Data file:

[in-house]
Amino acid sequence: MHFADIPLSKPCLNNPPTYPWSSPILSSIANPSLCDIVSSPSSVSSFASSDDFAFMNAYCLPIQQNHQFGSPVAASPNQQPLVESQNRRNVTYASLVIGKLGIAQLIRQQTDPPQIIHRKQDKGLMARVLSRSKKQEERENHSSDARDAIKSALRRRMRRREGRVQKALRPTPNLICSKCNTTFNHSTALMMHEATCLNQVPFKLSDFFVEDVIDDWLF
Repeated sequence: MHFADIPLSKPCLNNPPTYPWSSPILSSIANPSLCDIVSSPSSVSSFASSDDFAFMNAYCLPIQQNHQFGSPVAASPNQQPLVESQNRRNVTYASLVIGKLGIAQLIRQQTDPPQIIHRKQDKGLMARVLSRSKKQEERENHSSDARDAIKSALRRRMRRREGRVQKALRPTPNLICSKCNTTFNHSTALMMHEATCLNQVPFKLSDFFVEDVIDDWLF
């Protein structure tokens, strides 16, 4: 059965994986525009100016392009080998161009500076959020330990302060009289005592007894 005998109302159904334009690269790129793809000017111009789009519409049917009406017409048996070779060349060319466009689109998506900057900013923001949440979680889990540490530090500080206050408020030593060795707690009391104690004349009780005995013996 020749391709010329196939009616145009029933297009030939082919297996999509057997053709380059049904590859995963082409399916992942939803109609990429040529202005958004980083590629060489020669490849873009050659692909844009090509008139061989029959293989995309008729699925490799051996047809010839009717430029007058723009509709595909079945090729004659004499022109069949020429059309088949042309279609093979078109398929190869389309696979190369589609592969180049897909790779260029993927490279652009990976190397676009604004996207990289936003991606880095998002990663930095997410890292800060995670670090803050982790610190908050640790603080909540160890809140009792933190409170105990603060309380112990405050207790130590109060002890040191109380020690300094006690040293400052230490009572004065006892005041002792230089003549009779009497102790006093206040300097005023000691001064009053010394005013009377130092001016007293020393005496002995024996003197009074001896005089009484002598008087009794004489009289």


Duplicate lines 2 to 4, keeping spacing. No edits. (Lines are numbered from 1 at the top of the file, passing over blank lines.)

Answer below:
Amino acid sequence: MHFADIPLSKPCLNNPPTYPWSSPILSSIANPSLCDIVSSPSSVSSFASSDDFAFMNAYCLPIQQNHQFGSPVAASPNQQPLVESQNRRNVTYASLVIGKLGIAQLIRQQTDPPQIIHRKQDKGLMARVLSRSKKQEERENHSSDARDAIKSALRRRMRRREGRVQKALRPTPNLICSKCNTTFNHSTALMMHEATCLNQVPFKLSDFFVEDVIDDWLF
Repeated sequence: MHFADIPLSKPCLNNPPTYPWSSPILSSIANPSLCDIVSSPSSVSSFASSDDFAFMNAYCLPIQQNHQFGSPVAASPNQQPLVESQNRRNVTYASLVIGKLGIAQLIRQQTDPPQIIHRKQDKGLMARVLSRSKKQEERENHSSDARDAIKSALRRRMRRREGRVQKALRPTPNLICSKCNTTFNHSTALMMHEATCLNQVPFKLSDFFVEDVIDDWLF
């Protein structure tokens, strides 16, 4: 059965994986525009100016392009080998161009500076959020330990302060009289005592007894 005998109302159904334009690269790129793809000017111009789009519409049917009406017409048996070779060349060319466009689109998506900057900013923001949440979680889990540490530090500080206050408020030593060795707690009391104690004349009780005995013996 020749391709010329196939009616145009029933297009030939082919297996999509057997053709380059049904590859995963082409399916992942939803109609990429040529202005958004980083590629060489020669490849873009050659692909844009090509008139061989029959293989995309008729699925490799051996047809010839009717430029007058723009509709595909079945090729004659004499022109069949020429059309088949042309279609093979078109398929190869389309696979190369589609592969180049897909790779260029993927490279652009990976190397676009604004996207990289936003991606880095998002990663930095997410890292800060995670670090803050982790610190908050640790603080909540160890809140009792933190409170105990603060309380112990405050207790130590109060002890040191109380020690300094006690040293400052230490009572004065006892005041002792230089003549009779009497102790006093206040300097005023000691001064009053010394005013009377130092001016007293020393005496002995024996003197009074001896005089009484002598008087009794004489009289």